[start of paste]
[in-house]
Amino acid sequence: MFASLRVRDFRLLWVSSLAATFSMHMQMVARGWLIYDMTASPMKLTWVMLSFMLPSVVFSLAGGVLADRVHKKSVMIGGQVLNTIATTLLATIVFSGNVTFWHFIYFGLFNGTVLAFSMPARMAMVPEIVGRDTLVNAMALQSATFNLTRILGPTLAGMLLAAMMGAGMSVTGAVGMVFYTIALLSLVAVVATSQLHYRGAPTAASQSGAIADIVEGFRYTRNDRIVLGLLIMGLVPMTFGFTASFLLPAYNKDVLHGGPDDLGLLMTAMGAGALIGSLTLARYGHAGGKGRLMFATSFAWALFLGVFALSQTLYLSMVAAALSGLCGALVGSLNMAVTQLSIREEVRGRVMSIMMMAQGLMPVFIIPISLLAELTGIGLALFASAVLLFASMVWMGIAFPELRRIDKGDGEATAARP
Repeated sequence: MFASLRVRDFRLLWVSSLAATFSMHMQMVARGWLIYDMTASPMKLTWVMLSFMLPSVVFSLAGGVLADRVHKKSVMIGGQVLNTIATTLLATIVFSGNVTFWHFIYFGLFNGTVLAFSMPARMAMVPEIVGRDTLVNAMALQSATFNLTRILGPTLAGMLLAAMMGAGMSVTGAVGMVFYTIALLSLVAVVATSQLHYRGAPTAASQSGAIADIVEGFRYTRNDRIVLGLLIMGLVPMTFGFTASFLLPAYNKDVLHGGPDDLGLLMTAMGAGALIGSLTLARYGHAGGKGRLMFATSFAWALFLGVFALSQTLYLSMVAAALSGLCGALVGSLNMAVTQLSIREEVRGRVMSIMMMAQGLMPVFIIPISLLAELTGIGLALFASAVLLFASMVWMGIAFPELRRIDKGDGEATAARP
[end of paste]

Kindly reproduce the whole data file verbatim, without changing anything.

[in-house]
Amino acid sequence: MFASLRVRDFRLLWVSSLAATFSMHMQMVARGWLIYDMTASPMKLTWVMLSFMLPSVVFSLAGGVLADRVHKKSVMIGGQVLNTIATTLLATIVFSGNVTFWHFIYFGLFNGTVLAFSMPARMAMVPEIVGRDTLVNAMALQSATFNLTRILGPTLAGMLLAAMMGAGMSVTGAVGMVFYTIALLSLVAVVATSQLHYRGAPTAASQSGAIADIVEGFRYTRNDRIVLGLLIMGLVPMTFGFTASFLLPAYNKDVLHGGPDDLGLLMTAMGAGALIGSLTLARYGHAGGKGRLMFATSFAWALFLGVFALSQTLYLSMVAAALSGLCGALVGSLNMAVTQLSIREEVRGRVMSIMMMAQGLMPVFIIPISLLAELTGIGLALFASAVLLFASMVWMGIAFPELRRIDKGDGEATAARP
Repeated sequence: MFASLRVRDFRLLWVSSLAATFSMHMQMVARGWLIYDMTASPMKLTWVMLSFMLPSVVFSLAGGVLADRVHKKSVMIGGQVLNTIATTLLATIVFSGNVTFWHFIYFGLFNGTVLAFSMPARMAMVPEIVGRDTLVNAMALQSATFNLTRILGPTLAGMLLAAMMGAGMSVTGAVGMVFYTIALLSLVAVVATSQLHYRGAPTAASQSGAIADIVEGFRYTRNDRIVLGLLIMGLVPMTFGFTASFLLPAYNKDVLHGGPDDLGLLMTAMGAGALIGSLTLARYGHAGGKGRLMFATSFAWALFLGVFALSQTLYLSMVAAALSGLCGALVGSLNMAVTQLSIREEVRGRVMSIMMMAQGLMPVFIIPISLLAELTGIGLALFASAVLLFASMVWMGIAFPELRRIDKGDGEATAARP